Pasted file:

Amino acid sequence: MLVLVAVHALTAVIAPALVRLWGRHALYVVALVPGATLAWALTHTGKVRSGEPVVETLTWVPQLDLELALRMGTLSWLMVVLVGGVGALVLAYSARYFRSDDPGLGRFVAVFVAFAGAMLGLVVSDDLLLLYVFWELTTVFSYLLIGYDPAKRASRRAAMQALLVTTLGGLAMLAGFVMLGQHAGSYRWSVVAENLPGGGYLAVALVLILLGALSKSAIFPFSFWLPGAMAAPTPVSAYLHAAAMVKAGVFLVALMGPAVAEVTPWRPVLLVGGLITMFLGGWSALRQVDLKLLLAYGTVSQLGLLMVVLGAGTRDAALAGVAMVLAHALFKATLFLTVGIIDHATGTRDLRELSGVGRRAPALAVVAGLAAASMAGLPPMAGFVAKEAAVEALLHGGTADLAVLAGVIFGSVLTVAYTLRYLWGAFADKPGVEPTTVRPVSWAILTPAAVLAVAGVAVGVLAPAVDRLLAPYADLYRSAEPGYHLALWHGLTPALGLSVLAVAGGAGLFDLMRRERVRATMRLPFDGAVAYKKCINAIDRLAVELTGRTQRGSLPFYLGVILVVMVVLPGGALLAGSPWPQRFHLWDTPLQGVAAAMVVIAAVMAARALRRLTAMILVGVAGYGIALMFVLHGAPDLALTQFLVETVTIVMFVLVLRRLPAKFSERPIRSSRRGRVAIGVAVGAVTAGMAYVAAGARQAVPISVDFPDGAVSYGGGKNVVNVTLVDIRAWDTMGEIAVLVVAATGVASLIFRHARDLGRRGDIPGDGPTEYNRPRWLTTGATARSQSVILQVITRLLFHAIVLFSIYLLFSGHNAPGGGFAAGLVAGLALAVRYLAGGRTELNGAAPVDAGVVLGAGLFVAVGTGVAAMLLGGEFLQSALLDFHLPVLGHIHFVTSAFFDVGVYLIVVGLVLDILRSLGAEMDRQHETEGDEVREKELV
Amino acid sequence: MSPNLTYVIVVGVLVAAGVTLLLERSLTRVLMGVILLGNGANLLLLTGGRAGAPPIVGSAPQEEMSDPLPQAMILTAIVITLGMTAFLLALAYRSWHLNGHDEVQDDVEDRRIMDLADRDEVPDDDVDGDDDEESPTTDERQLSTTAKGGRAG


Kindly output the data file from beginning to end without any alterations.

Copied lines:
Amino acid sequence: MLVLVAVHALTAVIAPALVRLWGRHALYVVALVPGATLAWALTHTGKVRSGEPVVETLTWVPQLDLELALRMGTLSWLMVVLVGGVGALVLAYSARYFRSDDPGLGRFVAVFVAFAGAMLGLVVSDDLLLLYVFWELTTVFSYLLIGYDPAKRASRRAAMQALLVTTLGGLAMLAGFVMLGQHAGSYRWSVVAENLPGGGYLAVALVLILLGALSKSAIFPFSFWLPGAMAAPTPVSAYLHAAAMVKAGVFLVALMGPAVAEVTPWRPVLLVGGLITMFLGGWSALRQVDLKLLLAYGTVSQLGLLMVVLGAGTRDAALAGVAMVLAHALFKATLFLTVGIIDHATGTRDLRELSGVGRRAPALAVVAGLAAASMAGLPPMAGFVAKEAAVEALLHGGTADLAVLAGVIFGSVLTVAYTLRYLWGAFADKPGVEPTTVRPVSWAILTPAAVLAVAGVAVGVLAPAVDRLLAPYADLYRSAEPGYHLALWHGLTPALGLSVLAVAGGAGLFDLMRRERVRATMRLPFDGAVAYKKCINAIDRLAVELTGRTQRGSLPFYLGVILVVMVVLPGGALLAGSPWPQRFHLWDTPLQGVAAAMVVIAAVMAARALRRLTAMILVGVAGYGIALMFVLHGAPDLALTQFLVETVTIVMFVLVLRRLPAKFSERPIRSSRRGRVAIGVAVGAVTAGMAYVAAGARQAVPISVDFPDGAVSYGGGKNVVNVTLVDIRAWDTMGEIAVLVVAATGVASLIFRHARDLGRRGDIPGDGPTEYNRPRWLTTGATARSQSVILQVITRLLFHAIVLFSIYLLFSGHNAPGGGFAAGLVAGLALAVRYLAGGRTELNGAAPVDAGVVLGAGLFVAVGTGVAAMLLGGEFLQSALLDFHLPVLGHIHFVTSAFFDVGVYLIVVGLVLDILRSLGAEMDRQHETEGDEVREKELV
Amino acid sequence: MSPNLTYVIVVGVLVAAGVTLLLERSLTRVLMGVILLGNGANLLLLTGGRAGAPPIVGSAPQEEMSDPLPQAMILTAIVITLGMTAFLLALAYRSWHLNGHDEVQDDVEDRRIMDLADRDEVPDDDVDGDDDEESPTTDERQLSTTAKGGRAG